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Google Analytics
Google Analytics logo
Developer(s) Google
Operating system Cross-platform (web-based application)
Type Statistics, Analysis
Website http://google.com/analytics

Google Analytics (GA) is a free service offered by Google that generates detailed statistics about the visitors to a website. Its main highlight is that the product is aimed at marketers as opposed to webmasters and technologists from which the industry of web analytics originally grew. It is the most widely used website statistics service[1], currently in use at around 57% of the 10,000 most popular websites.[2]

GA can track visitors from all referrers, including search engines, display advertising, pay-per-click networks, email marketing and digital collateral such as links within PDF documents.

Integrated with AdWords, users can review online campaigns by tracking landing page quality and conversions (goals). Goals might include sales, lead generation, viewing a specific page, or downloading a particular file. These can also be monetized. By using GA, marketers can determine which ads are performing, and which are not, providing the information to optimise or cull campaigns.

GA's approach is to show high level dashboard-type data for the casual user, and more in-depth data further into the report set. Through the use of GA analysis, poor performing pages can be identified using techniques such as funnel visualization, where visitors came from (referrers), how long they stayed and their geographical position. It also provides more advanced features, including custom visitor segmentation.

Users can officially add up to 50 site profiles. Each profile generally corresponds to one website. It is limited to sites which have a traffic of fewer than 5 million pageviews per month (roughly 2 pageviews per second), unless the site is linked to an AdWords campaign.[3]

Contents

History

Google's service was developed from Urchin Software Corporation's analytics system, Urchin on Demand (Google acquired Urchin Software Corp. in April 2005). The system also brings ideas from Adaptive Path, whose product, Measure Map, was acquired and used in the redesign of Google Analytics in 2006. [4] Google still sells the standalone installable Urchin software through a network of value-added resellers; In April 2008, Urchin 6 was released.

The Google-branded version was rolled-out in November 2005 to anyone who wished to sign up. However due to extremely high demand for the service, new sign-ups were suspended only a week later. As capacity was added to the system, Google began using a lottery-type invitation-code model. Prior to August 2006 Google was sending out batches of invitation codes as server availability permitted; since mid-August 2006 the service has been fully available to all users – whether they use Google for advertising or not. A new version of the user interface was released on May 17, 2007.[5]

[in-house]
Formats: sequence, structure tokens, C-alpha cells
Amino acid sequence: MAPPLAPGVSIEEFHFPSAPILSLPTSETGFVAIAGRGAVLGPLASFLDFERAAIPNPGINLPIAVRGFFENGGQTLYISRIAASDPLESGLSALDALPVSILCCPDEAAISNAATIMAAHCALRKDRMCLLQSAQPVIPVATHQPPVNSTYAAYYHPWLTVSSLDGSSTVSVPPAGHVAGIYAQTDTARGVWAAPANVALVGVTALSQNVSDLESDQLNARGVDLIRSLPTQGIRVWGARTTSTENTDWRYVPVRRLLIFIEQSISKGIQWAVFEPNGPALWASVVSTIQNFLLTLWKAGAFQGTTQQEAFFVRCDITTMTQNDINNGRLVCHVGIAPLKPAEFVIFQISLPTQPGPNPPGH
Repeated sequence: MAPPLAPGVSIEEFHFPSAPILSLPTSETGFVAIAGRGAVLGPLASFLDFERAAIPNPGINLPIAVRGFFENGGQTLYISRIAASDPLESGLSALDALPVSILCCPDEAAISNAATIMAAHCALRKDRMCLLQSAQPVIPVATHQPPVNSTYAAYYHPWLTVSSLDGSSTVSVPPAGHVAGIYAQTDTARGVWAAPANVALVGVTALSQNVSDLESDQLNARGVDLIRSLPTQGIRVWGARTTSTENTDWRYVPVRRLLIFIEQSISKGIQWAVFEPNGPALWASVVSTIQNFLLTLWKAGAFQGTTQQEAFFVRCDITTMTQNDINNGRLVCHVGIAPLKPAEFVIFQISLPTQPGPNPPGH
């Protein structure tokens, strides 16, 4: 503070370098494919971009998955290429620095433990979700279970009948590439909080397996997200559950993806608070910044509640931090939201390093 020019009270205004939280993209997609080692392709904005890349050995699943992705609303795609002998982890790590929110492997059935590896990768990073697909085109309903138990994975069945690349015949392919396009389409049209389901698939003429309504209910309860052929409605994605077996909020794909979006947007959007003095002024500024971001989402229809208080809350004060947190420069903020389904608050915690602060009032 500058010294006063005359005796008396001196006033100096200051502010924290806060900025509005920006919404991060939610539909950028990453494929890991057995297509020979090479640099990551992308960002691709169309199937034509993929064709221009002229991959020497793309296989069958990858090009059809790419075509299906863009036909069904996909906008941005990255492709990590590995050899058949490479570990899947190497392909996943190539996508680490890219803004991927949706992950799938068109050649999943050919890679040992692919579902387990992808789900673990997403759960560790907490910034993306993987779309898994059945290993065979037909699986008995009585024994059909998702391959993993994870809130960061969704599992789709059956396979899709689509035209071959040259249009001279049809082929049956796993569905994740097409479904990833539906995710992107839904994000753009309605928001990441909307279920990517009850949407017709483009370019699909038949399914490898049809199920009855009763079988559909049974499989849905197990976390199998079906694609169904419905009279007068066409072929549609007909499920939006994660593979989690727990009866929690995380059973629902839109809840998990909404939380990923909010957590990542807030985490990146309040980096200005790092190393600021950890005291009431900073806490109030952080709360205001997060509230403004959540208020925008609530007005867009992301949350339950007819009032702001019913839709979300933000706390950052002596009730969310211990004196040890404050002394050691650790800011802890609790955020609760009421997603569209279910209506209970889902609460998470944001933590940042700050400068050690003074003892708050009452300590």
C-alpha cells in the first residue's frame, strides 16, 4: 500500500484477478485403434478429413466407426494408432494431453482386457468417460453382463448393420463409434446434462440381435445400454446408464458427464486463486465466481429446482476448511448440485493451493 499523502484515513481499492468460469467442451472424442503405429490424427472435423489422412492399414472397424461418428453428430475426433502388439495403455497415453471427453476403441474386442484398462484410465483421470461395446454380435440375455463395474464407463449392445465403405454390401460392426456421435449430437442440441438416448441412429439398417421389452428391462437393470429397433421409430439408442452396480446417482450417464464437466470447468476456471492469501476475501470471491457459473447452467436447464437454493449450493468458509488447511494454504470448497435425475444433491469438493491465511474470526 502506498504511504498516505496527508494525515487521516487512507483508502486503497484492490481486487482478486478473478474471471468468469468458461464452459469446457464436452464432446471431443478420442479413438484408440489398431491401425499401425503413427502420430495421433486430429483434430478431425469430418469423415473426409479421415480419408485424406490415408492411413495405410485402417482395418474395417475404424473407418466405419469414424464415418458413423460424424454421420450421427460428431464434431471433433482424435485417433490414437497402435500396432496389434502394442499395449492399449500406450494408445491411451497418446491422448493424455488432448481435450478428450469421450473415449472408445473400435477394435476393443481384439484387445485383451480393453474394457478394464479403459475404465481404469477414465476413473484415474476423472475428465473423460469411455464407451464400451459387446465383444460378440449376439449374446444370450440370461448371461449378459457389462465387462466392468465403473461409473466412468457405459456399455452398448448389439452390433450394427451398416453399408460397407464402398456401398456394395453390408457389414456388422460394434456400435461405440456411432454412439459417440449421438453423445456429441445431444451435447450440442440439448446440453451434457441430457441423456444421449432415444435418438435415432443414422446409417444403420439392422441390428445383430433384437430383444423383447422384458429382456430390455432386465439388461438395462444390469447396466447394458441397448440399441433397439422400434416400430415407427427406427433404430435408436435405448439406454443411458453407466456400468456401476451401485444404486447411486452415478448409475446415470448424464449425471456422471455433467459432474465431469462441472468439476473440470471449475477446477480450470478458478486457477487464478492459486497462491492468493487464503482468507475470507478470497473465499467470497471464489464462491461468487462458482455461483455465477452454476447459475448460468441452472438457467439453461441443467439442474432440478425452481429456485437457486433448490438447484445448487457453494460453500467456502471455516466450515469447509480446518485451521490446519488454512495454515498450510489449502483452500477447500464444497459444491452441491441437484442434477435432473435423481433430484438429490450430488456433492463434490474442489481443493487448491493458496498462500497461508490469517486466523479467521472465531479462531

In December 2007, Google rolled out the new ga.js page tag which they recommend to use for all new accounts and new profiles for new domains. Existing urchin.js page tags will continue to work, nevertheless the new tag will allow site owners to take advantage of the most up-to-date tracking functionality, ability to graph multiple data points at once and to track ecommerce transactions in a more readable way.[6]

While the product platform has never been a beta, new beta features are added from time to time.

Technology

Google Analytics is implemented by including what is known as a "page tag". This is referred to as the Google Analytics Tracking Code (GATC) and is a hidden snippet of JavaScript code that the user adds onto every page of his or her website. This code acts as a beacon, collecting private visitor data and sending it back to Google data collection servers for processing. Data processing takes place hourly, though it can be 3–4 hours in arrears of real time. However, a comment on a web analytics blog from a Google employee indicates that not all data is processed for approximately 12 hours after collection.

To function, the GATC loads a larger file from the Google webserver and then sets variables with the user's account number. The larger file (currently known as ga.js) is typically 18 KB in size and is only downloaded once at the start of the visit as it will be cached throughout the session. As all websites that implement GA with the ga.js code are using the same master file from Google, a visitor that has previously visited any other website with this code implemented, will also have the file cached on their machine. The result is that the page overhead of including the GATC on web pages is kept to a minimum.